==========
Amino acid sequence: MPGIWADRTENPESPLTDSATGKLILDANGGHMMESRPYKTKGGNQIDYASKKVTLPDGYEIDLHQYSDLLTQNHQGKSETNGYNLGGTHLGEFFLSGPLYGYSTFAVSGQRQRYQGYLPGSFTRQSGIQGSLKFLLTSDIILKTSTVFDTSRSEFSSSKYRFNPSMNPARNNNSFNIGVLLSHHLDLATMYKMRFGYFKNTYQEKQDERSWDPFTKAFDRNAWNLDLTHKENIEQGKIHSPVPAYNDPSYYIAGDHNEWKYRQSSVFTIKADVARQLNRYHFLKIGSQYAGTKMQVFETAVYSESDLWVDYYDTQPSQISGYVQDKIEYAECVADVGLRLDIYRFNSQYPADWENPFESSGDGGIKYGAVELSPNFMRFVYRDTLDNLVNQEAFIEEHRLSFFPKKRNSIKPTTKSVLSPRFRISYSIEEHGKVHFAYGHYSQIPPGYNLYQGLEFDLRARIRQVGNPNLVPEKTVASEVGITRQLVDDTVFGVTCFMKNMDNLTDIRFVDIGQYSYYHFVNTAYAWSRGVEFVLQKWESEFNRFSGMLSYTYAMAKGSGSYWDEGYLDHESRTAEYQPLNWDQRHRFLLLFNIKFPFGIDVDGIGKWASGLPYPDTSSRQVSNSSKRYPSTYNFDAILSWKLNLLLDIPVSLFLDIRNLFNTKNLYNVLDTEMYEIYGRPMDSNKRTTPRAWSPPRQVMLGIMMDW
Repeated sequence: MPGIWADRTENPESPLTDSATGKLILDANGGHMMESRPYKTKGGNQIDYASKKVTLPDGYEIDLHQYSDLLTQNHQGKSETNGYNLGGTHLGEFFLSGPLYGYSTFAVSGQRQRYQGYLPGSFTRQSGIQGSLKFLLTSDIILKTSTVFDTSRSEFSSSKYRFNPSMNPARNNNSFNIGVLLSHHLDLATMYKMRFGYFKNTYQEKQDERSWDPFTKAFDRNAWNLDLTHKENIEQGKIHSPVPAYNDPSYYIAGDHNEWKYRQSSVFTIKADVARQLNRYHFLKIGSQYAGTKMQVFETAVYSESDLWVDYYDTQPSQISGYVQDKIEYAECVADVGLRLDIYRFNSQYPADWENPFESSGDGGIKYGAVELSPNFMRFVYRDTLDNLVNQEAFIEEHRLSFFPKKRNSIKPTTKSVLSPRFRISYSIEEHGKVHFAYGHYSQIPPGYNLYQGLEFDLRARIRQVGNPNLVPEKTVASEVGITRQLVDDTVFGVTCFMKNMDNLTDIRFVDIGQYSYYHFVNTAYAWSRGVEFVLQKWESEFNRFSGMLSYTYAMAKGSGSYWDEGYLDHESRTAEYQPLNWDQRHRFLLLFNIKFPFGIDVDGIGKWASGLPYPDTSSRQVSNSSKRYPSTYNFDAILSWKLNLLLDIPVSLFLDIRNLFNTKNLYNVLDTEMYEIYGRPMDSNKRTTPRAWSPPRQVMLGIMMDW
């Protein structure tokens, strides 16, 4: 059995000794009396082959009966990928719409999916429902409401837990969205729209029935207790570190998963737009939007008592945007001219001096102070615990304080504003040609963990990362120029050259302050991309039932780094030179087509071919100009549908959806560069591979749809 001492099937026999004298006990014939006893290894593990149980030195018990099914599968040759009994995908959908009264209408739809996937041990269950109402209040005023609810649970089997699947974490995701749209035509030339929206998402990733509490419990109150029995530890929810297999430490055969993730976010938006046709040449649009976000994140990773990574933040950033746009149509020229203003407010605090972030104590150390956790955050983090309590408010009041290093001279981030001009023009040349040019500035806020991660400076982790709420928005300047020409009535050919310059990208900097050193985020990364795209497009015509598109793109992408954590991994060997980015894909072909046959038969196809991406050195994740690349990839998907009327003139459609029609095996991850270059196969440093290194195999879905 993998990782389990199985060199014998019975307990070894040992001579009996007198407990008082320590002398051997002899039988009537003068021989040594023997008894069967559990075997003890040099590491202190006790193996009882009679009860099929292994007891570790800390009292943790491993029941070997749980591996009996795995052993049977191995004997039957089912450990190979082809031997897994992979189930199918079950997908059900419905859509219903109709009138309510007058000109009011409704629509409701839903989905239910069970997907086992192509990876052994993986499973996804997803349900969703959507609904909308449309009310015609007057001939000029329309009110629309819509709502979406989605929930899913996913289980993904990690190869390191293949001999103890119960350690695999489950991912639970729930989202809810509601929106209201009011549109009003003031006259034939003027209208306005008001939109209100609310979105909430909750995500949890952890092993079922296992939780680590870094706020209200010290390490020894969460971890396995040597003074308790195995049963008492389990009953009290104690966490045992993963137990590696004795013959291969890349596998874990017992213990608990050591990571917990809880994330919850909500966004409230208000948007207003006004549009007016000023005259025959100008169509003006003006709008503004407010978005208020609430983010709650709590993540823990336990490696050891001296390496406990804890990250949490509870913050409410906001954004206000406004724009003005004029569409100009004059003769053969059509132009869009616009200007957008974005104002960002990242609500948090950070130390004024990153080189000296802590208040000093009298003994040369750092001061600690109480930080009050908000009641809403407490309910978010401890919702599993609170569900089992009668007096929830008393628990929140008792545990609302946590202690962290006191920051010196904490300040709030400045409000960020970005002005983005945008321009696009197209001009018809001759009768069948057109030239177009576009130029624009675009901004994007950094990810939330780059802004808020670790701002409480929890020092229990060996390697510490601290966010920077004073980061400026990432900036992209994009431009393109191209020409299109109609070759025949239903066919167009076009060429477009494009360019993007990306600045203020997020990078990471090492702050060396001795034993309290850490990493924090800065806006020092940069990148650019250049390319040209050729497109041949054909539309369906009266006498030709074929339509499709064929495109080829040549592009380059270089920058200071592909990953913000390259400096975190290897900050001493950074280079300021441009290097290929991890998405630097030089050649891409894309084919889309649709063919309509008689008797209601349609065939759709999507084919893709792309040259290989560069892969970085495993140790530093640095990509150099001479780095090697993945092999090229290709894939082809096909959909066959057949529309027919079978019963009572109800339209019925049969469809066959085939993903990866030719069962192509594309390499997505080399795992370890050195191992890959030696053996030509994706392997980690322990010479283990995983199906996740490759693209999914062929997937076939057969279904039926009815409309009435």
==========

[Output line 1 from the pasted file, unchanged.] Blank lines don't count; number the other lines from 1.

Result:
Amino acid sequence: MPGIWADRTENPESPLTDSATGKLILDANGGHMMESRPYKTKGGNQIDYASKKVTLPDGYEIDLHQYSDLLTQNHQGKSETNGYNLGGTHLGEFFLSGPLYGYSTFAVSGQRQRYQGYLPGSFTRQSGIQGSLKFLLTSDIILKTSTVFDTSRSEFSSSKYRFNPSMNPARNNNSFNIGVLLSHHLDLATMYKMRFGYFKNTYQEKQDERSWDPFTKAFDRNAWNLDLTHKENIEQGKIHSPVPAYNDPSYYIAGDHNEWKYRQSSVFTIKADVARQLNRYHFLKIGSQYAGTKMQVFETAVYSESDLWVDYYDTQPSQISGYVQDKIEYAECVADVGLRLDIYRFNSQYPADWENPFESSGDGGIKYGAVELSPNFMRFVYRDTLDNLVNQEAFIEEHRLSFFPKKRNSIKPTTKSVLSPRFRISYSIEEHGKVHFAYGHYSQIPPGYNLYQGLEFDLRARIRQVGNPNLVPEKTVASEVGITRQLVDDTVFGVTCFMKNMDNLTDIRFVDIGQYSYYHFVNTAYAWSRGVEFVLQKWESEFNRFSGMLSYTYAMAKGSGSYWDEGYLDHESRTAEYQPLNWDQRHRFLLLFNIKFPFGIDVDGIGKWASGLPYPDTSSRQVSNSSKRYPSTYNFDAILSWKLNLLLDIPVSLFLDIRNLFNTKNLYNVLDTEMYEIYGRPMDSNKRTTPRAWSPPRQVMLGIMMDW